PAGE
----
If the Dallas area had experienced another one or more confirmed Ebola cases over the weekend of October 18-19, 2014, it is likely that the Dallas County Commissioners would have, in short order, adopted an emergency disaster declaration. Everyone is still on high alert until November 7, 2014. What does that mean, practically?
While impossible to know, having researched applicable law in advance, I think the next response from the government would have been to impose an area-wide quarantine. I’m not sure exactly what that would look like, but I think it is well within the realm of the possible that the government would have asked us residents to voluntarily self-quarantine for some period of time, maybe a week to start, with the risk of the government extending the quarantine up to 21 days (the time it takes Ebola to show symptoms). If that didn’t work, and the Ebola continued to spread, I think the voluntary quarantine may have quickly become a mandatory quarantine backed up with state and local police power.
I mentioned above that Dallas actually employed state force in this case. The day Patient Zero tested positive for Ebola, Dallas County health officials asked his fiancé and others who had been staying in the same apartment with him, to stay inside the apartment (at the time, with soiled/contaminated bed linens, rags, towels, etc.). They refused. Because they were not sick, they couldn’t technically be quarantined. So David Lakey, commissioner of the Texas Department of State Health Services, issued a “confinement order.” The order required them to stay inside the apartment. Later, Dallas County moved them to secure quarters for continued monitoring. I am still investigating this order, but it appears to be based on the Communicable Disease Prevention and Control Act in the Tex. Health & Safety Code.
In the case of some 120 medical workers who treated Patient Zero or the two nurses, Dallas County gave the workers two options: either voluntarily agree to self-quarantine and monitor for symptoms, or, if they refused or broke the self-quarantine, the State would issue a confinement order forcibly quarantining them. Of course they all agreed to voluntarily self-quarantine, and the government has generally kept hush-hush the coercive nature of the agreement.
So here’s what I did. Very shortly after the Commissioners’ meeting ended, I called my doctors and got 30 day advance supplies of my prescriptions. Come to find out, that’s not as easy as it sounds. For a couple of mine, the insurance company had to approve the advance supply for it to be covered, and for another I had to actually go to the doctor’s office and pick up the written prescription. If you have medications you take every day, I strongly suggest you run this exercise to see what obstacles you may encounter.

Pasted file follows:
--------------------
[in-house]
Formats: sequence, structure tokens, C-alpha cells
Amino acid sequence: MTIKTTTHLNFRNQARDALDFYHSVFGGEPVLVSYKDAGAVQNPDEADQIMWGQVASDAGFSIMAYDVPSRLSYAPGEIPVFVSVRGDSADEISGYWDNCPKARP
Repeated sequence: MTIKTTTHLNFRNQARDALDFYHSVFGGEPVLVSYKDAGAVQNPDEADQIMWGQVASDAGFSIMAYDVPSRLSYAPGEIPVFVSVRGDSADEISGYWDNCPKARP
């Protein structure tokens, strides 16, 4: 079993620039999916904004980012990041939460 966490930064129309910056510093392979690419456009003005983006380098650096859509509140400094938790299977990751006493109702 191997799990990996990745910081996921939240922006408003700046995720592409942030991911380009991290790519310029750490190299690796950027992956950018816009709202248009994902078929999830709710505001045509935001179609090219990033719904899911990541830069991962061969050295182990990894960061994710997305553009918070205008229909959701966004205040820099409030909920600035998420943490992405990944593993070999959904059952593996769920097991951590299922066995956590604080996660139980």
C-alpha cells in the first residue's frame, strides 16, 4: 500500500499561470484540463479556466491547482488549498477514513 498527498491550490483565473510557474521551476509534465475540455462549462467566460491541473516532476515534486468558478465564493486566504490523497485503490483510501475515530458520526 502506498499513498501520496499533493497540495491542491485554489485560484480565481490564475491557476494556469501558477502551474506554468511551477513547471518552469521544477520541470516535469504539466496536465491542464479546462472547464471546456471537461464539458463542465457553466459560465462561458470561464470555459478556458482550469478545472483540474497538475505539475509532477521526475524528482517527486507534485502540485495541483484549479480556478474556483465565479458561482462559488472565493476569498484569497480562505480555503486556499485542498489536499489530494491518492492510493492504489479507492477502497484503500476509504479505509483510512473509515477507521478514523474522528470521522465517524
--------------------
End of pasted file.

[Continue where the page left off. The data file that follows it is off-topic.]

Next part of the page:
Then I stocked up on food items and cleaning products and toiletries, things I would use regardless of the outbreak. Costco plus the grocery store. I made sure the LP gas tanks (grill) and my vehicle’s gas tanks were full. I did not stock up on water. I assumed water and electricity would continue. I didn’t see this Ebola situation as threatening the termination of those services. I work with folks who work at the utilities. They know how important it is to keep providing those services. It will take a lot to terminate utilities services.
Fortunately I can work at home as efficiently as anywhere else, and with electronic filing capabilities with the TCEQ, State Office of Administrative Hearings, and the courts in which I have cases, a quarantine would not affect my work as long as I can connect to the Internet. So all I needed was to bulk up on paper.
And that was basically the extent of my preparation. Next thing I knew the Cowboys were 6-1 and former Tennessee Vol Peyton Manning set the NFL touchdown passes record.
The world didn’t change when Patient Zero arrived in Dallas. It just caused us to recognize more of the risk that is present every day. Be practical with preps, and carry on with life.
And watch the government’s response to disasters and possible disasters. Disease in the area will not restrict your movements. It’s the government that can and will take away your freedom. Individuals have due process rights and protections available in emergencies. In these instances it is my job to be prepared to hold the government accountable to the law, protecting my clients’ rights and property.